Marguerite Oliver also was critical to the startup of the Washtenaw Community College Foundation as well as the University of Michigan Meals on Wheels program.

She was one of the first WCC Foundation board members and served for six years, said Wendy Lawson, associate vice president of advancement for the foundation. Oliver received the Women’s Council’s “Unsung Hero” Award in 2005.

Lawson said Marguerite was a “warm, wonderful and fascinating woman.”

“She was very huggy and generous and had such an amazing presence,” Lawson said. “(Marguerite) really had been a leader in the business community and was a pioneer for women. She also was a great mentor to me.”

As the daughter of Italian immigrants, cooking and preparing food was always important to Oliver.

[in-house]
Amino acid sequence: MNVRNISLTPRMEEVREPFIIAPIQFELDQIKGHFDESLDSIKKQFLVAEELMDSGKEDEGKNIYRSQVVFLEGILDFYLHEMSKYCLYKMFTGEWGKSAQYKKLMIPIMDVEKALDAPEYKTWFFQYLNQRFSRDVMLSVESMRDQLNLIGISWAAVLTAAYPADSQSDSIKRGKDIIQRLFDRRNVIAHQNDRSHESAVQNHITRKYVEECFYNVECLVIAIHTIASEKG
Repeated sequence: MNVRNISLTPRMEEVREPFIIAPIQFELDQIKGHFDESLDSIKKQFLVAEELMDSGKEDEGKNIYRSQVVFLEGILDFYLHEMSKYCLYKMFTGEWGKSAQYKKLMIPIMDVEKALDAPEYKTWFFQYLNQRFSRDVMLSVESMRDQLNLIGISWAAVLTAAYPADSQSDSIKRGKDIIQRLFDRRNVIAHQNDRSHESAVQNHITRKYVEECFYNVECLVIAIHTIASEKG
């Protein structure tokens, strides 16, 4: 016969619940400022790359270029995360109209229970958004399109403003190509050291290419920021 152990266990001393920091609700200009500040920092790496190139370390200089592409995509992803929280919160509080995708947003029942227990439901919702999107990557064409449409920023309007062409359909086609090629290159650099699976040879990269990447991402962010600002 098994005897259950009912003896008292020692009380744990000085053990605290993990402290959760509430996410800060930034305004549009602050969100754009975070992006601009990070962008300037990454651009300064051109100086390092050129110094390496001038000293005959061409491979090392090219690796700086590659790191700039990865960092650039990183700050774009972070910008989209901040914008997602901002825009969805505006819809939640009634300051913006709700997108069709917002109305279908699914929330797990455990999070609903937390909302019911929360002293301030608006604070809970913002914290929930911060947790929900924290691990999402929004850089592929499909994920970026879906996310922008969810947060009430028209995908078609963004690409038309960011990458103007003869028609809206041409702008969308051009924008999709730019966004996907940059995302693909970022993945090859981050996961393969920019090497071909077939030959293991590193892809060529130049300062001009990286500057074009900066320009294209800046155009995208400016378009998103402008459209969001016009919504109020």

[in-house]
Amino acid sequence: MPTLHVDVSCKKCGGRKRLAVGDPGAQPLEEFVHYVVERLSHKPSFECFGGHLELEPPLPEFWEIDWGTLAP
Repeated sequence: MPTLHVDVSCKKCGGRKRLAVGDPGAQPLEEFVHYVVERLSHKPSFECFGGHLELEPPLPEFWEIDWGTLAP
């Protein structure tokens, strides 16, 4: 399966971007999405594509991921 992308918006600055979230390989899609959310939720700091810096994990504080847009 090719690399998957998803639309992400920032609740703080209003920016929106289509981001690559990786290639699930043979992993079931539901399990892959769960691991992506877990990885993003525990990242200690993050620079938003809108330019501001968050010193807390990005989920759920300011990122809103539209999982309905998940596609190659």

Together, Marguerite, right, and William Oliver were community leaders, advocating for people and growth in Ann Arbor. William died in 2010. Marguerite died Jan. 2. A funeral service for her will be Saturday in Ann Arbor.

From Catherine Oliver-Allen

“She’d host seven-course dinners for people being recruited by the University (of Michigan),” said daughter Susan Oliver.

Marguerite Oliver's late husband was chairman of the pediatric department at the C.S. Mott Children’s Hospital. Together, the couple financially supported, volunteered and raised money for the hospital.

“I talked to people who said Marguerite Oliver was the reason they decided to come to Ann Arbor,” Arcure said. “She was such a wonderful hostess and did such a great job working with the wives that everyone, by the time she was done with them, loved Ann Arbor.”